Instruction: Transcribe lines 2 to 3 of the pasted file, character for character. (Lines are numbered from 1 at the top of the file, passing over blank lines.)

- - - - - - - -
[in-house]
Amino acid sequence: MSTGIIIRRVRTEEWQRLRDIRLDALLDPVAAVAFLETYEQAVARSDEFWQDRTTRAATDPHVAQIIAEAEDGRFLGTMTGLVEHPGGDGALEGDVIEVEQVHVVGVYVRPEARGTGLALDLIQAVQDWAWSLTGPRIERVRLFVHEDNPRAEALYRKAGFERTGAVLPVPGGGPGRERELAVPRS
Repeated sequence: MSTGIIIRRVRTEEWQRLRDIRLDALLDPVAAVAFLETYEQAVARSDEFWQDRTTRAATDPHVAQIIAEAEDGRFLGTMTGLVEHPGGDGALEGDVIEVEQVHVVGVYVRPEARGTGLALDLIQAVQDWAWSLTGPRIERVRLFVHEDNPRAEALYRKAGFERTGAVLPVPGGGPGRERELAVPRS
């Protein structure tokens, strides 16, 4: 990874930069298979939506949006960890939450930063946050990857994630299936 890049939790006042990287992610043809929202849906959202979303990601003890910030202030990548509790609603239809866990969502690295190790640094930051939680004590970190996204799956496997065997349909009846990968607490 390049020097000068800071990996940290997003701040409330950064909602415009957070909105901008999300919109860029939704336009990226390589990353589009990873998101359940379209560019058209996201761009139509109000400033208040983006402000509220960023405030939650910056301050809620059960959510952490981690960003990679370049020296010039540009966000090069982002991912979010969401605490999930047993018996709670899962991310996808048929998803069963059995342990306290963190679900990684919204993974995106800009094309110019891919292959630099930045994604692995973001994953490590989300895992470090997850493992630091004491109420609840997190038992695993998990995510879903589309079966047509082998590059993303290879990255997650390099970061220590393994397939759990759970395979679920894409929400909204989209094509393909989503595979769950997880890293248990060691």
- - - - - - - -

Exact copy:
Amino acid sequence: MSTGIIIRRVRTEEWQRLRDIRLDALLDPVAAVAFLETYEQAVARSDEFWQDRTTRAATDPHVAQIIAEAEDGRFLGTMTGLVEHPGGDGALEGDVIEVEQVHVVGVYVRPEARGTGLALDLIQAVQDWAWSLTGPRIERVRLFVHEDNPRAEALYRKAGFERTGAVLPVPGGGPGRERELAVPRS
Repeated sequence: MSTGIIIRRVRTEEWQRLRDIRLDALLDPVAAVAFLETYEQAVARSDEFWQDRTTRAATDPHVAQIIAEAEDGRFLGTMTGLVEHPGGDGALEGDVIEVEQVHVVGVYVRPEARGTGLALDLIQAVQDWAWSLTGPRIERVRLFVHEDNPRAEALYRKAGFERTGAVLPVPGGGPGRERELAVPRS